The 2012 season would be forever ingrained in the minds of Marlins fans–if there were any. The promise of an indulgent offseason abruptly evaporated into despair as Jeffry Loria methodically gutted the franchise and left the city of Miami with a roster of journeymen and minor leaguers, and a $2.4 billion stadium tab. This past winter, Loria did nothing to ameliorate Miami’s suffering. He penned a callous and woefully misguided letter in the Herald instead of making any effort to bolster the team’s frail roster. Giancarlo Stanton sounded off on Twitter and no one really knows how that relationship is going to play out, but everyone is pretty sure Stanton will mash anyway. And that about brings us up to speed.
- Juan Pierre, Lf
- Placido Polanco, 3b
- Giancarlo Stanton, Rf
- Justin Ruggiano, Cf
- Casey Kotchman, 1b
- Rob Brantly, C
- Donovan Solano, 2b
- Adeiny Hechavarria, Ss
- Ricky Nolasco
- Nate Eovaldi
- Wade LeBlanc
- Henderson Alvarez
- Kevin Slowey
Giancarlo Stanton: Perhaps the purest hitter in the game today, Stanton is reminiscent of a young Manny Ramirez. His power to right is awe-inspiring and he makes pitchers question their scouting reports when he steps into the box. Plus, he is going to be playing angry this year. The man was given a team to play with and had it ripped away by the hand that feeds him. If only the Loria owners’ box were located deep in the left center bleachers… Alas, he’ll have to settle for punishing that stupid sculpture thing instead.
Youth(?): Well we had to put something else under strengths… The Marlins will start a rookie catcher, a rookie shortstop, and an almost-rookie second baseman. And Justin Ruggiano, who will forever play like a rookie (that’s a compliment Justin, you got this). If anything can inspire hope in such dire straits, it is the naivety of youth.
Inexperience: You knew it was coming.
Fanbase: As previously alluded to, no one likes the Marlins. Some people did, then Ozzie Guillen waxed nostalgic about Fidel, and that pared about 80% of the fans. Then The Gutting occurred and with the stars went the remaining 20%. This team has an ugly new stadium that no one has paid for, it holds only 36,000 and might consistently fail to fill up even halfway.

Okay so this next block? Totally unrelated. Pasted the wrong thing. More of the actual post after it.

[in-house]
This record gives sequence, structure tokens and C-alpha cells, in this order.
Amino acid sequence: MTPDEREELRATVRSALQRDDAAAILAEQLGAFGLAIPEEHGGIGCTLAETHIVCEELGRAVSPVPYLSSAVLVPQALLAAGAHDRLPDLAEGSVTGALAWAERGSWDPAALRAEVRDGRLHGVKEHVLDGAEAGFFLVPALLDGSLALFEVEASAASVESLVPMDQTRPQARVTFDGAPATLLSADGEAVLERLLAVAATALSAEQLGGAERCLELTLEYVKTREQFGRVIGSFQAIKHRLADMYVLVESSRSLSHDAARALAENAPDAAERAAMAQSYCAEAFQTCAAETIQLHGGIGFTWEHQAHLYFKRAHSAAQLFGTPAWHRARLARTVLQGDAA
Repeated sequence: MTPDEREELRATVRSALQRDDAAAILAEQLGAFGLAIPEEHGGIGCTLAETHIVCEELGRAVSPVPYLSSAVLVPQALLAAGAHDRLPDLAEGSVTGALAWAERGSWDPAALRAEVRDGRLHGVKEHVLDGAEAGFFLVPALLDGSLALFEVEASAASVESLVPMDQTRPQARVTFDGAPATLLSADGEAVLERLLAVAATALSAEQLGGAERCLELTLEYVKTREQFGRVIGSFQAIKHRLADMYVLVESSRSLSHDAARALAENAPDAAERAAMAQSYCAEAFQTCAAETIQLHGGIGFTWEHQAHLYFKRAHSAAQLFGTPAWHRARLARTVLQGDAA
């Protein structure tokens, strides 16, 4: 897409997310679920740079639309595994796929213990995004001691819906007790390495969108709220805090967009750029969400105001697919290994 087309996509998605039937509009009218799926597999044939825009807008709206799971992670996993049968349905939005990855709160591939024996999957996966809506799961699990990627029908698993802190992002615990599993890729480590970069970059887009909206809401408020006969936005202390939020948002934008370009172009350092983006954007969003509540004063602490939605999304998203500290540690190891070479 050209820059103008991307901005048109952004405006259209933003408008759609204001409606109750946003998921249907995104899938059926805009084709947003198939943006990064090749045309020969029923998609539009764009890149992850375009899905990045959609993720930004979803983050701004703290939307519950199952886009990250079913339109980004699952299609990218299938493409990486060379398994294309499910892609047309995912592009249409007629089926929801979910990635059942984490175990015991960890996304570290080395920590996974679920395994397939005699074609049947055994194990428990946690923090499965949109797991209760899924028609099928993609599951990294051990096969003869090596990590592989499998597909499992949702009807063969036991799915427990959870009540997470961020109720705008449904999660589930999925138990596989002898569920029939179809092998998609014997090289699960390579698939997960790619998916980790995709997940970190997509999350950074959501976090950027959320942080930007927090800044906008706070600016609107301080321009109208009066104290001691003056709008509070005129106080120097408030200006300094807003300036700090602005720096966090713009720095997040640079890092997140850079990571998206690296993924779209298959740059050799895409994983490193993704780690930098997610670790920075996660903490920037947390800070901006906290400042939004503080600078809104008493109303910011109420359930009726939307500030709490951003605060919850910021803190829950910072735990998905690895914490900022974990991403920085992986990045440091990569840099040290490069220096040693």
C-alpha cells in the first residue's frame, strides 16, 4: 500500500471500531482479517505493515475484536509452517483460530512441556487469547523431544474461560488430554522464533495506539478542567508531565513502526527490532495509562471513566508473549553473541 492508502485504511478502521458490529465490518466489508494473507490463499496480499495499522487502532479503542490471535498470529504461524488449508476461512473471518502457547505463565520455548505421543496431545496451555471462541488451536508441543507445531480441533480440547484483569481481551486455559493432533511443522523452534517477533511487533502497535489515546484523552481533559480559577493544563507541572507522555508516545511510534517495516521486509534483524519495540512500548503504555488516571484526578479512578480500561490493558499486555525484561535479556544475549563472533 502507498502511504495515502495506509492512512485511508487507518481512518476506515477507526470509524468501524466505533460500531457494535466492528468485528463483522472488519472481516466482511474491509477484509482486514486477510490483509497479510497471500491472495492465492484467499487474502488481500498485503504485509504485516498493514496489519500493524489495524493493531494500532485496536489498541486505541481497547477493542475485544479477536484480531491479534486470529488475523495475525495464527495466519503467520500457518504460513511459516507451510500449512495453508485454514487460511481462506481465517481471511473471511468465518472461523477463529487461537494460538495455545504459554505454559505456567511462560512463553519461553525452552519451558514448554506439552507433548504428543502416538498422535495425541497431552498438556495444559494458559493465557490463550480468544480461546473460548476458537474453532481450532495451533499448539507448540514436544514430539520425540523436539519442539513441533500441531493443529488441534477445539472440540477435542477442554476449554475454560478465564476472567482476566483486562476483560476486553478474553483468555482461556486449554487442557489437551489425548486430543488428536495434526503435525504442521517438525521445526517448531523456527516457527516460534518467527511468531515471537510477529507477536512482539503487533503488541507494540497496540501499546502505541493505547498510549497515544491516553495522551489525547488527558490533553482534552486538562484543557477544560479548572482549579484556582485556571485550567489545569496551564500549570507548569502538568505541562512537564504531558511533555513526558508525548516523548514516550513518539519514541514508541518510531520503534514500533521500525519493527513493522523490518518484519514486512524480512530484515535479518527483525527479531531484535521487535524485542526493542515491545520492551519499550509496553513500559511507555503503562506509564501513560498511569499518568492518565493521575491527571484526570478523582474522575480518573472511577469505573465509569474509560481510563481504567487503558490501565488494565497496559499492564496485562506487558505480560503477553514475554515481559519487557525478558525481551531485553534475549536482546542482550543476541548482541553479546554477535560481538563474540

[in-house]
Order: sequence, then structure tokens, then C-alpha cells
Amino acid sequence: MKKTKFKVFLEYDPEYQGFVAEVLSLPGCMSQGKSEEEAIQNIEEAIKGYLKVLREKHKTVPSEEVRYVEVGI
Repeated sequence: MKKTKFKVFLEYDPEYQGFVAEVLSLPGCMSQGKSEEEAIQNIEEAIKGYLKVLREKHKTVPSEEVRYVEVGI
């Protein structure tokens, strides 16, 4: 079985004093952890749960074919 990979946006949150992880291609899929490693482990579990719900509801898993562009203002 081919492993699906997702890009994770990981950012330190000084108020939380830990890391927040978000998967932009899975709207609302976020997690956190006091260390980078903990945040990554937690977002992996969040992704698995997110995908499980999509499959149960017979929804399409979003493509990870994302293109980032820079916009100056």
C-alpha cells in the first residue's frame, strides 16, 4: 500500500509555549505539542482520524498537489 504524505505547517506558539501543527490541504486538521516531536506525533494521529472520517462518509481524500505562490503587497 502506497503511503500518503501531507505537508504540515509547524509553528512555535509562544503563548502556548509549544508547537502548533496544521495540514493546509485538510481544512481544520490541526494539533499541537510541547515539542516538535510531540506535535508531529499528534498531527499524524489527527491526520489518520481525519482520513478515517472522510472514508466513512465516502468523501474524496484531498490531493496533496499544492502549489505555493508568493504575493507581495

Ownership: Enough cannot be said about how bad Jeffry Loria is for Miami, baseball in Miami, or baseball in general. He is the antithesis of a fan’s owner, treating his franchise as would a corporate tycoon out only for the best profit margins. (In that regard, he is quite impressive, but @*&# that, right?) As long as Loria runs the Marlins, they will never win and never have fans.
How will Loria next demonstrate the extent to which he is out of touch with the proletariat?
Can Giancarlo Stanton succeed amidst a lineup of ineptitude?
Will Rob Brantly excel given this unprecedented opportunity to start everyday?
Can Ricky Nolasco put together a All-Star season?
70-92, 5th Place, NL East. Look for Miami to play piss poor baseball in front of eight to ten thousand people and finish at the bottom of the division. It will be a battle, but the Marlins will succeed in achieving less than the Mets.
- Rob Brantly hits .266 with 14 homers and winds up as the everyday cleanup hitter.
- Ginacarlo Stanton hits 43 home runs and finishes the year in jail for the murder of Jeffry Loria.
- The Marlins average under 20,000 per game attendance.
- Some legal action is taken against the team on the part of the city in regards to the shady dealings with Marlins Park.